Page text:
20th Century Africa
20th Century Africa (C)
Three hours lecture: (3)
Prerequisite: Three hours of History at the 100 level.
Analysis of the events and trends that have shaped Africa and its peoples in the 20th century. Topics include the rise of nationalism, the impact of the two World Wars, struggles for independence, the impact of the Cold War, efforts at economic, social and political development in the post-Independence era, Africa in the Age of Globalization.
Detailed Description of Content of Course
• The Rise of African Nationalism
• World War I
• The African National Congress (South Africa)
• Pan African Movement
• Labor Unions, Newspapers, Professional Organizations, Independent Schools
• African Christianity/ Islam
• Colonial Policies & Underdevelopment
• The Great Depression
• Italo-Ethiopian War 1935-41
• World War II
• Struggles for Independence
• The World context
• Cold War
• Bandung conference/Third World Movement
• Independence in British Africa: Ghana
• Independence in French Africa: Guinea
• Independence in White Settler Areas
• Independence in southern Africa
• Portuguese colonies
• South Africa
• The Cold War in Africa
• Belgian Congo/Zaire
• Ethiopia and Somalia
• Economic, Social, Political Developments
• Legacy of Colonialism
• Economic Development
• Development models
• Sustainable development
• Technology & the Global Market
• Social Development
• Education: the Brain drain & intellectual colonialism
• The decay of communal values & the extended family
• Medicine: AIDS, Ebola, etc.
• Political Development
• Ethnic and National Identity
• Nigerian civil war
• The disintegration of Somalia
• Prospects for Democracy
• Africa in the 21st century
Detailed Description of Conduct of Course
The format of this course will be largely lecture and discussion. The instructor considers this to be a broadly introductory course since most students will likely have had only minimal exposure to the history of the continent. Video materials will be used wherever possible to provide students with a visual conception of the areas and topics they are studying. In addition, guest speakers, if and when appropriate, may make presentations or lead discussions. Reading materials for the course may include any of the following: novels, biographies, autobiographies, memoirs, as well as primary documents.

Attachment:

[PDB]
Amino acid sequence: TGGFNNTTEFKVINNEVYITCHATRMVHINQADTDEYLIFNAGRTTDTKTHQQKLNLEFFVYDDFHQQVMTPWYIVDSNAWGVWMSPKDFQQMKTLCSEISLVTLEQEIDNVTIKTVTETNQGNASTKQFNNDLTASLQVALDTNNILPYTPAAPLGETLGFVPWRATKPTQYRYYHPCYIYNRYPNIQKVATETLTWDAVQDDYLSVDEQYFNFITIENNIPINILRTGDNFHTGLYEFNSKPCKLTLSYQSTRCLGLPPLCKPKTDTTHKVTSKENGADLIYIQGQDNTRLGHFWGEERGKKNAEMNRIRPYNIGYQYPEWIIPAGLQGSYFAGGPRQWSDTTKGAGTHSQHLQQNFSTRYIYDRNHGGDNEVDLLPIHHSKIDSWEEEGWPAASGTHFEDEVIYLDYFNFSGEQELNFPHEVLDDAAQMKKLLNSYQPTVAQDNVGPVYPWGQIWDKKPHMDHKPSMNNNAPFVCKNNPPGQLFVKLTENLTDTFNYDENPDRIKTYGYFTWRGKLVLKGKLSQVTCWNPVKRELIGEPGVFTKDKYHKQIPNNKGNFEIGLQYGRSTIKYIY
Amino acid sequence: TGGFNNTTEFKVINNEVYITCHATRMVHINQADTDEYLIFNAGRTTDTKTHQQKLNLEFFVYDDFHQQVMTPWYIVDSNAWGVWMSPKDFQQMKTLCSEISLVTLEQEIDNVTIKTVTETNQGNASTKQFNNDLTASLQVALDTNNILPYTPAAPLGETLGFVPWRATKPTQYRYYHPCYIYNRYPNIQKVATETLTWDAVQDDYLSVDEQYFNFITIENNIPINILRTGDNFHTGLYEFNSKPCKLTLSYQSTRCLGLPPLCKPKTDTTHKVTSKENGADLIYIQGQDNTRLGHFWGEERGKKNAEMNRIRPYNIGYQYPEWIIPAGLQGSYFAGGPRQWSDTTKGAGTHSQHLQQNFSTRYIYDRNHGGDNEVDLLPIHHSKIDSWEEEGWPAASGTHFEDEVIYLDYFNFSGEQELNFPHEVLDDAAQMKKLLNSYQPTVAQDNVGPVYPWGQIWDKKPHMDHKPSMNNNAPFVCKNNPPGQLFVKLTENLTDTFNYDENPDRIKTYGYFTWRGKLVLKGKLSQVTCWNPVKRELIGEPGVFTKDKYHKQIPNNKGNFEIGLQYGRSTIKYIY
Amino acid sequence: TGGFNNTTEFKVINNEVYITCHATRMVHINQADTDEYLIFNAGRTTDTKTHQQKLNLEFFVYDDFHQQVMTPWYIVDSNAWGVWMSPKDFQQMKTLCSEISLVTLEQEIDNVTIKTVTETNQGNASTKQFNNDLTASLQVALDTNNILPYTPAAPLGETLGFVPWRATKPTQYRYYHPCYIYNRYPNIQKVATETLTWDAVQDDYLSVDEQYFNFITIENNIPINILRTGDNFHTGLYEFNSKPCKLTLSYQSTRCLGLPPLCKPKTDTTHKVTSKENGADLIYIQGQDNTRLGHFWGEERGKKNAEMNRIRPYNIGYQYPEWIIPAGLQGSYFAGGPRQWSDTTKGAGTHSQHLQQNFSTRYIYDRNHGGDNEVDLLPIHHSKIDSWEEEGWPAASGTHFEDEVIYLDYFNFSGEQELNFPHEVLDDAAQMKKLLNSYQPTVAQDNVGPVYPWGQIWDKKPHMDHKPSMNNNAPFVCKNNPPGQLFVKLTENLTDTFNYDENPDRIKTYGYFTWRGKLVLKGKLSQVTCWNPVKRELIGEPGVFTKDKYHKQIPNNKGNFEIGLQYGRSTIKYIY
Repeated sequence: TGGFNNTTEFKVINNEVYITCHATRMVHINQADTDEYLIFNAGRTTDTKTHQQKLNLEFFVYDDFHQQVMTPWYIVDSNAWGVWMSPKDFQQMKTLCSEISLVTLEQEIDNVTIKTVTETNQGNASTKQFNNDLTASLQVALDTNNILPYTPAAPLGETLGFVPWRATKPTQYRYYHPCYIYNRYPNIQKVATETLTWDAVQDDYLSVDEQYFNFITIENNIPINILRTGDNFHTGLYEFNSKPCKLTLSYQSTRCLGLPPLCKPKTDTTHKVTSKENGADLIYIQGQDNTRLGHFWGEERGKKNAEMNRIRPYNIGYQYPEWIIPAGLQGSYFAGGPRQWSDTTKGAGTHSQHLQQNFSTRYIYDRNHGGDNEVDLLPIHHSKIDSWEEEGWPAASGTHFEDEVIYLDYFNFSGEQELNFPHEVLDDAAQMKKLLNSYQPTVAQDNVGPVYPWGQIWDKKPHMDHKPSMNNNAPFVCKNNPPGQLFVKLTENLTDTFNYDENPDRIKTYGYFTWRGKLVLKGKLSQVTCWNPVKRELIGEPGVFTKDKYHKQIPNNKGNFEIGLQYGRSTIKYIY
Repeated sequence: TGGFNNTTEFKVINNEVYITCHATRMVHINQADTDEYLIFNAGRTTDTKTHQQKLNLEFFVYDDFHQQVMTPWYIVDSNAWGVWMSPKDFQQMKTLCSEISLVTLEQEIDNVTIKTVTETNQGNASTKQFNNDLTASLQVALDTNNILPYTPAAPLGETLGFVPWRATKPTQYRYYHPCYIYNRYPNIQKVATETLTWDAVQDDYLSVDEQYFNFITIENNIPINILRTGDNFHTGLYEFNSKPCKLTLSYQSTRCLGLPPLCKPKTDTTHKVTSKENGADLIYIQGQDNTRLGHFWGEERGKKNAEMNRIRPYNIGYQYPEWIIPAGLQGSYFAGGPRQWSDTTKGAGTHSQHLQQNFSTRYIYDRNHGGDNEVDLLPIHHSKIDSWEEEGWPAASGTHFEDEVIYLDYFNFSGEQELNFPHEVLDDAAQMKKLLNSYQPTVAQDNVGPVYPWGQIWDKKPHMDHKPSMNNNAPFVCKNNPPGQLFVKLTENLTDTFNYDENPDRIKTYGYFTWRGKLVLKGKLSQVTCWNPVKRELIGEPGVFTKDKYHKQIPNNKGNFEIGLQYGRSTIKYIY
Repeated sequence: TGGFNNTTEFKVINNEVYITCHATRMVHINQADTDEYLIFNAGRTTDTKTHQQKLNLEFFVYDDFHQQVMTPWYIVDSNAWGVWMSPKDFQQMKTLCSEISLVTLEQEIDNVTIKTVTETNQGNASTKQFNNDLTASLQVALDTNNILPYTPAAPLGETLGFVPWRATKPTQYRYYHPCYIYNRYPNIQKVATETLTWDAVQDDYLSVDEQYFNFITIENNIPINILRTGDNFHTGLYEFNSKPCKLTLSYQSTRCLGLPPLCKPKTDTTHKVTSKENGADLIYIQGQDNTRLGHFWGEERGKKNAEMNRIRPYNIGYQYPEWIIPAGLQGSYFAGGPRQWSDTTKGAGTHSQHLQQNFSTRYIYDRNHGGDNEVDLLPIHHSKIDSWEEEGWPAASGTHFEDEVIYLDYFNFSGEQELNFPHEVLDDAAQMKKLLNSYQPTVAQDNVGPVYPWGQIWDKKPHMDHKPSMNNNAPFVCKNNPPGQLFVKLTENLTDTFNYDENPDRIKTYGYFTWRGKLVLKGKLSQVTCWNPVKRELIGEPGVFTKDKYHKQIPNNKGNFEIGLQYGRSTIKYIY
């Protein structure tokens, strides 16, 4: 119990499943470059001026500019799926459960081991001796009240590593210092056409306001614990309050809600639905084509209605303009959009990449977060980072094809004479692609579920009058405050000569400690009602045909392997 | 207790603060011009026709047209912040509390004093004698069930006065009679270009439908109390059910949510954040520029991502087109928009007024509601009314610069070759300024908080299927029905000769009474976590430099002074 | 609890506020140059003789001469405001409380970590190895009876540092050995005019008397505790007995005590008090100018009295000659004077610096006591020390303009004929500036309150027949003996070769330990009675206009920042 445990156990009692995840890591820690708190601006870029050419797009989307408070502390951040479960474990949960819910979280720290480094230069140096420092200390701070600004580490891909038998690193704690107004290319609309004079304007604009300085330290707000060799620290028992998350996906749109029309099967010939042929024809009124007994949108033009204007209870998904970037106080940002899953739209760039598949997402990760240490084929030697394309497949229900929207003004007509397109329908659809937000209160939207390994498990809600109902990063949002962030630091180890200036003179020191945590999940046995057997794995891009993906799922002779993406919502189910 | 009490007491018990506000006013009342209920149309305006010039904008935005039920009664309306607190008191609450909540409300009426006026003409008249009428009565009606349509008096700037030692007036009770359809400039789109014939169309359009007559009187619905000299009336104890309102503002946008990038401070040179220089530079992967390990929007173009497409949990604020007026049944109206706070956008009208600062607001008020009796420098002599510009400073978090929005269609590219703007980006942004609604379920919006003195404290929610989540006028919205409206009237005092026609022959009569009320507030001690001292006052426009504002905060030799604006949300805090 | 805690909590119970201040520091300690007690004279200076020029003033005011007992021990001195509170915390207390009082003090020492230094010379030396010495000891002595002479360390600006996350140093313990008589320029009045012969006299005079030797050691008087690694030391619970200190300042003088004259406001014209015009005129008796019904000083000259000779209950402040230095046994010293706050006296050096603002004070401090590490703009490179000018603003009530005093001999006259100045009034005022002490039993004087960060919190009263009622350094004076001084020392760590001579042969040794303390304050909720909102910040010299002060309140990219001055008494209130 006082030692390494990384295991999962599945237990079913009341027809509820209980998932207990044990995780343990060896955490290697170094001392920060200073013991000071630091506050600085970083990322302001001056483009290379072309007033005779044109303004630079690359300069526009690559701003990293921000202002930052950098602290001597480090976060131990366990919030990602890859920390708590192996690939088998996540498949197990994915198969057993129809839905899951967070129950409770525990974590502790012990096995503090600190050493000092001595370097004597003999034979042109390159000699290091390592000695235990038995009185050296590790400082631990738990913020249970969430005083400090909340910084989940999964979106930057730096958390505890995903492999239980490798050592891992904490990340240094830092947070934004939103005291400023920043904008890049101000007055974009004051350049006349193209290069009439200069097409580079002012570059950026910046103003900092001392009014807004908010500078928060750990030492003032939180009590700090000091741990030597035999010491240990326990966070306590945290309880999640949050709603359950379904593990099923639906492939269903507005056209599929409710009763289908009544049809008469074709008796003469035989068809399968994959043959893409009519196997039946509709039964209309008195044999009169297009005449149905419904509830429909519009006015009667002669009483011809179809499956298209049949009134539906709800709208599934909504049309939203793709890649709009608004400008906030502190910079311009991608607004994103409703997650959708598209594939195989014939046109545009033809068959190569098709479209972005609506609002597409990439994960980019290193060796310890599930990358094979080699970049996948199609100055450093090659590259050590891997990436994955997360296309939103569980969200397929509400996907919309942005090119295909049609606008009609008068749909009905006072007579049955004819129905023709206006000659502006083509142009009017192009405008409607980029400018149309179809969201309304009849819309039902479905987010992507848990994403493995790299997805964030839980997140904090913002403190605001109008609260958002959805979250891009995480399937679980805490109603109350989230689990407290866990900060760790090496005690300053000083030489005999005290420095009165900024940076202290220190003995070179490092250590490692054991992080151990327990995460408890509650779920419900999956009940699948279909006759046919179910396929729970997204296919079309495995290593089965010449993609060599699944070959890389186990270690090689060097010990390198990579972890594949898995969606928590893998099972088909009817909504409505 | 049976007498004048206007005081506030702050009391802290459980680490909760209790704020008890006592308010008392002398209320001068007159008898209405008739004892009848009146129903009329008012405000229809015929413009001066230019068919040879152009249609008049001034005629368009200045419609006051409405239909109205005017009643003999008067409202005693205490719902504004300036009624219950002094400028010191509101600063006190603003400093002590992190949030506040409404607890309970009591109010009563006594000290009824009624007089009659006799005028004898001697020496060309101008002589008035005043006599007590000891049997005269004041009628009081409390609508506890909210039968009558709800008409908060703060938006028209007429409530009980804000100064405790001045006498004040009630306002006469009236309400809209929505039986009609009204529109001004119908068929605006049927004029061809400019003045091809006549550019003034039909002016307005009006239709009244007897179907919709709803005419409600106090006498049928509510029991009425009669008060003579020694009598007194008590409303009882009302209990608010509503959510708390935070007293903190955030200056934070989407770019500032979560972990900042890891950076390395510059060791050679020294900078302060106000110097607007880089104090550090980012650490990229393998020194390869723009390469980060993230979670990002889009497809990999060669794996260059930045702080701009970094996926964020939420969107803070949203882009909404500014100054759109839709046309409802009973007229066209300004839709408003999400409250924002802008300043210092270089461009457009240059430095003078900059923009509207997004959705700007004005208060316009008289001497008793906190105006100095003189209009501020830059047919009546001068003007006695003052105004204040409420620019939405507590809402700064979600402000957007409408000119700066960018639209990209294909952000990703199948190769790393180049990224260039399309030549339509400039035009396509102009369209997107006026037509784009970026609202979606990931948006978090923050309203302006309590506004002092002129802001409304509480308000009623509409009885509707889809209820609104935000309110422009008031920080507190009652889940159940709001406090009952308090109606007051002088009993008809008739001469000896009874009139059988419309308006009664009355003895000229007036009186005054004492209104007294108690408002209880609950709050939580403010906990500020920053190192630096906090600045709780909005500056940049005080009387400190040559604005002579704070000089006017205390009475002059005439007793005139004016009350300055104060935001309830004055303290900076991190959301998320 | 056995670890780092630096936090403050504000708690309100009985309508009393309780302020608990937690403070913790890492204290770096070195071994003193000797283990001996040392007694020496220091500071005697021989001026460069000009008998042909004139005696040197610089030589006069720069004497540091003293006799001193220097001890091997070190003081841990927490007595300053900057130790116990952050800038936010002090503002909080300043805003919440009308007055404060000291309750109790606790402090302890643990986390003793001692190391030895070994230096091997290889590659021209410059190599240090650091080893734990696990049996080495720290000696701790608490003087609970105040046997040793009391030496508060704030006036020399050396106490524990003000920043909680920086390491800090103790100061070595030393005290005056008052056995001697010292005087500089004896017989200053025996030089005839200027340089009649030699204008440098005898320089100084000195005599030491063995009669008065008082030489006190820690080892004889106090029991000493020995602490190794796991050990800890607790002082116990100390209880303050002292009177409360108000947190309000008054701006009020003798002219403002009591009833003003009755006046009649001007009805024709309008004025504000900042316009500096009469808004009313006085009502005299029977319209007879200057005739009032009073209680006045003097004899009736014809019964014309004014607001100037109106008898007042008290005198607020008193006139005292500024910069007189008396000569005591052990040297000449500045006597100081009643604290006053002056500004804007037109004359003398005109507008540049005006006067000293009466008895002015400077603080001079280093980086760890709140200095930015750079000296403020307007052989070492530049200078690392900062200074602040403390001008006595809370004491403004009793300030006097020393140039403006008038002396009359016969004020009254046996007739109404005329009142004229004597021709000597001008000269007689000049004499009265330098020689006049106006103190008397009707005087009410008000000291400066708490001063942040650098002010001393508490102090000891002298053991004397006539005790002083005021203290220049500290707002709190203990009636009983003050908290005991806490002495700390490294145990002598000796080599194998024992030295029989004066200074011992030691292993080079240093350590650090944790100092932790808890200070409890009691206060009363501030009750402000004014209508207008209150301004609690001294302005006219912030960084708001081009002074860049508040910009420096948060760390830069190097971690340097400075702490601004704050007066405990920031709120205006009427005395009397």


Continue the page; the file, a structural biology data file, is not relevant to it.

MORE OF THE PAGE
Goals and Objectives of the Course
1. Students will practice thinking critically and analytically about historical issues, acquire a broader knowledge and deeper understanding of pertinent historical events and processes, and cultivate a familiarity with the concepts of historical argument and interpretation.
2. Students will develop disciplinary research skills by designing strategies to locate and analyze primary and secondary source evidence, processing and organizing the resultant data, and composing proper citation and bibliographical entries.
3. Students will apply their critical thinking, research, and compositional skills to the creation and presentation of thesis driven essays that discuss, for example, historical social, economic, political, and/or cultural developments and that address issues such as the causes and consequences of historical change and continuity.
More specifically, students having completed this course:
• Will have a broad understanding of African history and its themes in the 20 th century and be able to address those issues orally and in writing.
• Will have a better understanding of current events in Africa, being better able to analyze those events on their own, able to sort out why Africans and westerners often view and report those events differently.
• Will be able to fit the challenges facing Africa today and in the future into a broader global context.
Knowledge and understanding of the material covered in this course may be measured using an array of assessment tools that can include written examinations, class attendance and participation, formal papers (book analyses, research projects, and primary source analyses) and informal writing assignments. All exercises are designed to expand the student's ability to evaluate historical events and to develop his or her ability to compose persuasive arguments.
Other Course Information
Effort is made in this course to give Africans themselves as much voice as possible. This includes choice of reading materials such as biographies and novels by African authors, interviews with Africans on film and on the internet, and personal contact with African students on campus. The course revolves around a series of PowerPoint presentations incorporating lecture outlines, excerpts from primary documents, historic photos, cartoons, graphs, charts, and occasional internet links.
Review and Approval
Date Action Reviewed By
October 2010 Reviewed and Approved by Sharon Roger Hepburn